Fight disinformation: Sign up for the free Mother Jones Daily newsletter and follow the news that matters.


ATTENTION SPANS….Mike O’Hare is unhappy about decreasing attention spans and what that means for the news business. I couldn’t quite make it through his entire post1, but here’s his conclusion:

Maybe a workable business/technology model can be created for digital newspapers, but the newspaper itself cannot be the same as the once-a-day package of lots of long stories and a ‘readership’ of googlers and texters may just not support the journalism on which a democracy depends.

….I am quite down about all this. It drives me nuts that my students have almost never engaged with a work of art or explication for more than the length of a music video; I assign them one of Wagner’s longer operas and their mental state becomes a little labile, understandably, but even a ninety-minute class discussion often pushes the new limits of attention. I don’t know how to get our arms around the facts of declining-marginal-cost goods in three-minute blips.

My mother was a fourth-grade teacher, and she told me once that when she started teaching (circa 1970) she could schedule activities for a maximum of 30 minutes before the kids got too antsy to control. By the time she retired (circa 2000), that was down to 15 minutes. I’ve long been of the opinion that there’s an upside to this (primarily a better ability to multitask), but I confess that I’m less and less sure of that these days.

1Just a wee joke.

TIME IS RUNNING OUT!

We have an ambitious $350,000 online fundraising goal this month and it's truly crunch time: About 15 percent of our yearly online giving usually comes in during the final week of the year, and in "No Cute Headlines or Manipulative BS," we explain why we simply can't afford to come up short right now.

The bottom line: Corporations and powerful people with deep pockets will never sustain the type of journalism Mother Jones exists to do. And advertising or profit-driven ownership groups will never make time-intensive, in-depth reporting viable.

That's why donations big and small make up 74 percent of our budget this year. There is no backup to keep us going, no alternate revenue source, no secret benefactor. If readers don’t donate, we won’t be here. It's that simple.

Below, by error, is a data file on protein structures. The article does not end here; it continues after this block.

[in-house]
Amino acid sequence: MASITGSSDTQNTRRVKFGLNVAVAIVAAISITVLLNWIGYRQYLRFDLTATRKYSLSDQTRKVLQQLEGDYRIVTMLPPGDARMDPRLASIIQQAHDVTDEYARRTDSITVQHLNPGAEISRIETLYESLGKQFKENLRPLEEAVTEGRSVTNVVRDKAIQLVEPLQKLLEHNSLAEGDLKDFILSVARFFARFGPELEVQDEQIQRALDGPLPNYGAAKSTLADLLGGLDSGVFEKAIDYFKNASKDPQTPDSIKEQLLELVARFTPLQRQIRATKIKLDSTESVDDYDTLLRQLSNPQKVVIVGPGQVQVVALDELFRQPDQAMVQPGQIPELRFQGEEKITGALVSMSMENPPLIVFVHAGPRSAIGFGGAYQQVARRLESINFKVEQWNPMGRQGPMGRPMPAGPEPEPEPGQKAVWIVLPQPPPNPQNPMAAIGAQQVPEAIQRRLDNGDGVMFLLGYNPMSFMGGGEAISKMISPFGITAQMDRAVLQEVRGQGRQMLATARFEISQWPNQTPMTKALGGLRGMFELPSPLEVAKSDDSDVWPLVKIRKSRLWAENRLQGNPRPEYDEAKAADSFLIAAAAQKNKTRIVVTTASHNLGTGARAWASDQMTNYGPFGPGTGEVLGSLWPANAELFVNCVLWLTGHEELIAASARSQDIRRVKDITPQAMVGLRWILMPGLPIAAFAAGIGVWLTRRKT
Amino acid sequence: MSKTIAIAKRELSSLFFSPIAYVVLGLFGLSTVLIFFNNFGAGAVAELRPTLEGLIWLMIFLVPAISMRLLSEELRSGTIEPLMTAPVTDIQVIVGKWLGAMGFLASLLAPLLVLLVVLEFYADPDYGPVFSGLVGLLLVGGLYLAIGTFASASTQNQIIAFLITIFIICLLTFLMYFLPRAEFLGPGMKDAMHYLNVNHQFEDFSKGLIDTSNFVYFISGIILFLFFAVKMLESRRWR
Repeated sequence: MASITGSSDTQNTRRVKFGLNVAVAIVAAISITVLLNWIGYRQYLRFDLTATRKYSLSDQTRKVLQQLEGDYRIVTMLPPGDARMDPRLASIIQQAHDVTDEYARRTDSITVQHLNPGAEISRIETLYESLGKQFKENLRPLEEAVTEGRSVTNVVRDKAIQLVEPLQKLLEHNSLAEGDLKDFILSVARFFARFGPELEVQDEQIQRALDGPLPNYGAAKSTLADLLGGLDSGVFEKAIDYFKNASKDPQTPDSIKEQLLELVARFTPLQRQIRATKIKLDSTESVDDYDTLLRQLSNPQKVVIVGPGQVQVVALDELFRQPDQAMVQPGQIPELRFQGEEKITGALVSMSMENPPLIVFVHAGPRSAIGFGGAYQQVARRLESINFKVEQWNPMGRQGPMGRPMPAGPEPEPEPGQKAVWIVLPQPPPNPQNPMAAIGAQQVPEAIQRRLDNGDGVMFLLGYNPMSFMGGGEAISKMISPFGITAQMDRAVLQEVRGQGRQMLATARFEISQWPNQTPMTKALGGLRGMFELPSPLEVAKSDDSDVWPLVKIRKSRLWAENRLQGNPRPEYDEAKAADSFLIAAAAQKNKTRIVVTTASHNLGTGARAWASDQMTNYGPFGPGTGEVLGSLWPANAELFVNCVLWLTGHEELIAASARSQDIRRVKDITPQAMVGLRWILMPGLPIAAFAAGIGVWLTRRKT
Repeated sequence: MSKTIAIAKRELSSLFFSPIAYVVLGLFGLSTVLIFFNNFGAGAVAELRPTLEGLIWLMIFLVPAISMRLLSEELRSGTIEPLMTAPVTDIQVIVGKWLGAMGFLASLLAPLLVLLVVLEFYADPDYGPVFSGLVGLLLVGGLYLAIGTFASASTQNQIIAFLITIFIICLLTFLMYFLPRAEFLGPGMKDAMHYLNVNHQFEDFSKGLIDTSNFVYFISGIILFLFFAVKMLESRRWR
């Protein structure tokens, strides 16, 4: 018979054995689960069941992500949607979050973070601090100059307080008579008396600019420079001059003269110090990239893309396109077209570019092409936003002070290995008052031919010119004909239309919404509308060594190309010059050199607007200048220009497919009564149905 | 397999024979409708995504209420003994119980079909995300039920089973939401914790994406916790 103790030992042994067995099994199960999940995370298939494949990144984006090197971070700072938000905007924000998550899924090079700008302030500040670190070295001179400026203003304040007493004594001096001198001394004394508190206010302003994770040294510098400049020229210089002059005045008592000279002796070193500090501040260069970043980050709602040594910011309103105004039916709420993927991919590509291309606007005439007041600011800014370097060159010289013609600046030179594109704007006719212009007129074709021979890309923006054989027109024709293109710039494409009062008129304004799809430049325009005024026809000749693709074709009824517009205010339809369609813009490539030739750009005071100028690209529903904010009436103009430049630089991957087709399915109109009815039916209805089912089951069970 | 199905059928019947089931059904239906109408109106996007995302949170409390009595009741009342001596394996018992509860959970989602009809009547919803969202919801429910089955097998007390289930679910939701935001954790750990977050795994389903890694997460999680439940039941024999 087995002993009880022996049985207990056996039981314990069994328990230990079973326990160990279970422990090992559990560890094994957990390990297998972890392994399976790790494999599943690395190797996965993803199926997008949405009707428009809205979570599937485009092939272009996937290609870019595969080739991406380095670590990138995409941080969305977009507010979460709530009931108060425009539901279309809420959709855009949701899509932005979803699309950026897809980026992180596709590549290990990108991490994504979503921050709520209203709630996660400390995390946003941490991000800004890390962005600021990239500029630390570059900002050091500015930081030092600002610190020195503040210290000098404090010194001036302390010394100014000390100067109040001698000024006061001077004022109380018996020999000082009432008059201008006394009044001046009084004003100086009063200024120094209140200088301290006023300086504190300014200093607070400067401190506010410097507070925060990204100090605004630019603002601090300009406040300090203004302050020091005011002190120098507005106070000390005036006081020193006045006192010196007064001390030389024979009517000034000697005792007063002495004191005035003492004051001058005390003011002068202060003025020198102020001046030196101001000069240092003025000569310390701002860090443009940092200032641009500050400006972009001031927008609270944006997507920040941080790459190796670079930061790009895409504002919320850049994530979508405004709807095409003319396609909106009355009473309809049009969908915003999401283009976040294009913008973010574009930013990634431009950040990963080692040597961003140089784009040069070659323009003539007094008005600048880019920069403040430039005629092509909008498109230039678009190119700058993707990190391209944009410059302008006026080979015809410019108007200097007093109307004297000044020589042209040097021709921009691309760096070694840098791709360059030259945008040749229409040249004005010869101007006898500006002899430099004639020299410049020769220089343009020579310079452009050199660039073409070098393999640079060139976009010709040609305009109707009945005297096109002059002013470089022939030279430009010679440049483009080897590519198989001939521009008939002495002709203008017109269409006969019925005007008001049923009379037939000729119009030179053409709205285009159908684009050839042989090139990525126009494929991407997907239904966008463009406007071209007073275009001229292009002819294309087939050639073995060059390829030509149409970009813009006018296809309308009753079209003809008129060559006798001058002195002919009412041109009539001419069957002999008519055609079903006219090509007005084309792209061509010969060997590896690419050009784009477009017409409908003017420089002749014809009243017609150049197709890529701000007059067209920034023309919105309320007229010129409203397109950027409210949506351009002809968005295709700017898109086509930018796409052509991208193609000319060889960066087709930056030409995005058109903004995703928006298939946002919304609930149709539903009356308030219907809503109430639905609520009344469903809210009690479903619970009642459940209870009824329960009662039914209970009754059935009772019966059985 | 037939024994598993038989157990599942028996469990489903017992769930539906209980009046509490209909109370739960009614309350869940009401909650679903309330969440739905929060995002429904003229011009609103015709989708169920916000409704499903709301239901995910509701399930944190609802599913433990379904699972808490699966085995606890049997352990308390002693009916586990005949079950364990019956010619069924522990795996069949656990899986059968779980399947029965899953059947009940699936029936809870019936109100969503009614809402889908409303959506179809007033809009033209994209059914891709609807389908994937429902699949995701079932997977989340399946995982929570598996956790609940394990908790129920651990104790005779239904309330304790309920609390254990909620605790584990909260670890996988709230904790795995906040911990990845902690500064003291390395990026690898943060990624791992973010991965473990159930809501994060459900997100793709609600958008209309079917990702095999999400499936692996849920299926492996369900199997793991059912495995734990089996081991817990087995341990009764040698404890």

And if you can help us out with a donation right now, all online gifts will be matched thanks to an incredibly generous matching gift pledge.

payment methods

TIME IS RUNNING OUT!

We have an ambitious $350,000 online fundraising goal this month and it's truly crunch time: About 15 percent of our yearly online giving usually comes in during the final week of the year, and in "No Cute Headlines or Manipulative BS," we explain why we simply can't afford to come up short right now.

The bottom line: Corporations and powerful people with deep pockets will never sustain the type of journalism Mother Jones exists to do. And advertising or profit-driven ownership groups will never make time-intensive, in-depth reporting viable.

That's why donations big and small make up 74 percent of our budget this year. There is no backup to keep us going, no alternate revenue source, no secret benefactor. If readers don’t donate, we won’t be here. It's that simple.

And if you can help us out with a donation right now, all online gifts will be matched thanks to an incredibly generous matching gift pledge.

payment methods

We Recommend

Latest

Sign up for our free newsletter

Subscribe to the Mother Jones Daily to have our top stories delivered directly to your inbox.

Get our award-winning magazine

Save big on a full year of investigations, ideas, and insights.

Subscribe

Support our journalism

Help Mother Jones' reporters dig deep with a tax-deductible donation.

Donate